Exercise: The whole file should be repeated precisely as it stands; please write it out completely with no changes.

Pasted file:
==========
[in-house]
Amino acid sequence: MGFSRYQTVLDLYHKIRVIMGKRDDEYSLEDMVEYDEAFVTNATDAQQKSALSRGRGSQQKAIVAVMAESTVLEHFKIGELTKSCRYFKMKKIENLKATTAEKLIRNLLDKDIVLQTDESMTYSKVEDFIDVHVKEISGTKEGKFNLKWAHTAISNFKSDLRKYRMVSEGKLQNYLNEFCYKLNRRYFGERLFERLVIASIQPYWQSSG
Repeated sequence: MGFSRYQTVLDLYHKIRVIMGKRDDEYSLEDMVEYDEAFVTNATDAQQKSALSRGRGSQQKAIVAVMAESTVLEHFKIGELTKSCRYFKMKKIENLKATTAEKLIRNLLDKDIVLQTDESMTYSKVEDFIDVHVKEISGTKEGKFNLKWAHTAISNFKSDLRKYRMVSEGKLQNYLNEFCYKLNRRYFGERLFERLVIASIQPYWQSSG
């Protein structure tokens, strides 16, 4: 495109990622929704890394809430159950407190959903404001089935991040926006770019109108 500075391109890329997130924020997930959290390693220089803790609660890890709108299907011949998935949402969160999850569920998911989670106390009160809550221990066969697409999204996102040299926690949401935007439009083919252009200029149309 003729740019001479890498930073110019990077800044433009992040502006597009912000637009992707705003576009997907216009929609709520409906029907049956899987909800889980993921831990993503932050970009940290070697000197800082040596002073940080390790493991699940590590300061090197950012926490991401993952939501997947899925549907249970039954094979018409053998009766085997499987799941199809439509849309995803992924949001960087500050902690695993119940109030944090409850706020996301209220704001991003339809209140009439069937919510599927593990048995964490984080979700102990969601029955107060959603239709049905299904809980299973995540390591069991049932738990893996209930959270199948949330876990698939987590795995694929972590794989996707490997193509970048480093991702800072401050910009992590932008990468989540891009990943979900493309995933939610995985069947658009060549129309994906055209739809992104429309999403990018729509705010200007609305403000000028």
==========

[in-house]
Amino acid sequence: MGFSRYQTVLDLYHKIRVIMGKRDDEYSLEDMVEYDEAFVTNATDAQQKSALSRGRGSQQKAIVAVMAESTVLEHFKIGELTKSCRYFKMKKIENLKATTAEKLIRNLLDKDIVLQTDESMTYSKVEDFIDVHVKEISGTKEGKFNLKWAHTAISNFKSDLRKYRMVSEGKLQNYLNEFCYKLNRRYFGERLFERLVIASIQPYWQSSG
Repeated sequence: MGFSRYQTVLDLYHKIRVIMGKRDDEYSLEDMVEYDEAFVTNATDAQQKSALSRGRGSQQKAIVAVMAESTVLEHFKIGELTKSCRYFKMKKIENLKATTAEKLIRNLLDKDIVLQTDESMTYSKVEDFIDVHVKEISGTKEGKFNLKWAHTAISNFKSDLRKYRMVSEGKLQNYLNEFCYKLNRRYFGERLFERLVIASIQPYWQSSG
């Protein structure tokens, strides 16, 4: 495109990622929704890394809430159950407190959903404001089935991040926006770019109108 500075391109890329997130924020997930959290390693220089803790609660890890709108299907011949998935949402969160999850569920998911989670106390009160809550221990066969697409999204996102040299926690949401935007439009083919252009200029149309 003729740019001479890498930073110019990077800044433009992040502006597009912000637009992707705003576009997907216009929609709520409906029907049956899987909800889980993921831990993503932050970009940290070697000197800082040596002073940080390790493991699940590590300061090197950012926490991401993952939501997947899925549907249970039954094979018409053998009766085997499987799941199809439509849309995803992924949001960087500050902690695993119940109030944090409850706020996301209220704001991003339809209140009439069937919510599927593990048995964490984080979700102990969601029955107060959603239709049905299904809980299973995540390591069991049932738990893996209930959270199948949330876990698939987590795995694929972590794989996707490997193509970048480093991702800072401050910009992590932008990468989540891009990943979900493309995933939610995985069947658009060549129309994906055209739809992104429309999403990018729509705010200007609305403000000028």